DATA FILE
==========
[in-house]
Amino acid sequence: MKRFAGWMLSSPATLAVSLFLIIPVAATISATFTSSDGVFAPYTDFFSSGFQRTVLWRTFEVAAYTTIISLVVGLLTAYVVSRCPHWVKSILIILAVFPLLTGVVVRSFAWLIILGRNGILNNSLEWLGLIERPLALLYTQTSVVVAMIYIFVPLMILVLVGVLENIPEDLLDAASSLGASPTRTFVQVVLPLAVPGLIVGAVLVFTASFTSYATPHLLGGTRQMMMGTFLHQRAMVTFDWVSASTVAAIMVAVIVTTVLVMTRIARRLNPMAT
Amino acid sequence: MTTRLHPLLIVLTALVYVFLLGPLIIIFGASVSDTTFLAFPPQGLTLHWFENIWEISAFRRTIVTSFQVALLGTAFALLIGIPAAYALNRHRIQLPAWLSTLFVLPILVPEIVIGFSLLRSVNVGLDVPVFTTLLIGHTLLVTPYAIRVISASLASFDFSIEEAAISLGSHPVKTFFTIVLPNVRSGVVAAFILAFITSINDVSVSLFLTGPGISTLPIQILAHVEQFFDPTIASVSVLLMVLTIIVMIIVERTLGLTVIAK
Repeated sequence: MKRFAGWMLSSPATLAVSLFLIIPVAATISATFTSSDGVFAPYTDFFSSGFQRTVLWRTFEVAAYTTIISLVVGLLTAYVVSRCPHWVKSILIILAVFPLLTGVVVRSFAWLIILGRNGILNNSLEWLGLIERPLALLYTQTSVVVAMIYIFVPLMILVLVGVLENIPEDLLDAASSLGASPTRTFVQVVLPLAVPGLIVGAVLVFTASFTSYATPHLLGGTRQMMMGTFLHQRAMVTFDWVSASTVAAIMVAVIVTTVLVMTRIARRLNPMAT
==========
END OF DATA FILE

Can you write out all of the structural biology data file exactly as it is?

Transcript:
[in-house]
Amino acid sequence: MKRFAGWMLSSPATLAVSLFLIIPVAATISATFTSSDGVFAPYTDFFSSGFQRTVLWRTFEVAAYTTIISLVVGLLTAYVVSRCPHWVKSILIILAVFPLLTGVVVRSFAWLIILGRNGILNNSLEWLGLIERPLALLYTQTSVVVAMIYIFVPLMILVLVGVLENIPEDLLDAASSLGASPTRTFVQVVLPLAVPGLIVGAVLVFTASFTSYATPHLLGGTRQMMMGTFLHQRAMVTFDWVSASTVAAIMVAVIVTTVLVMTRIARRLNPMAT
Amino acid sequence: MTTRLHPLLIVLTALVYVFLLGPLIIIFGASVSDTTFLAFPPQGLTLHWFENIWEISAFRRTIVTSFQVALLGTAFALLIGIPAAYALNRHRIQLPAWLSTLFVLPILVPEIVIGFSLLRSVNVGLDVPVFTTLLIGHTLLVTPYAIRVISASLASFDFSIEEAAISLGSHPVKTFFTIVLPNVRSGVVAAFILAFITSINDVSVSLFLTGPGISTLPIQILAHVEQFFDPTIASVSVLLMVLTIIVMIIVERTLGLTVIAK
Repeated sequence: MKRFAGWMLSSPATLAVSLFLIIPVAATISATFTSSDGVFAPYTDFFSSGFQRTVLWRTFEVAAYTTIISLVVGLLTAYVVSRCPHWVKSILIILAVFPLLTGVVVRSFAWLIILGRNGILNNSLEWLGLIERPLALLYTQTSVVVAMIYIFVPLMILVLVGVLENIPEDLLDAASSLGASPTRTFVQVVLPLAVPGLIVGAVLVFTASFTSYATPHLLGGTRQMMMGTFLHQRAMVTFDWVSASTVAAIMVAVIVTTVLVMTRIARRLNPMAT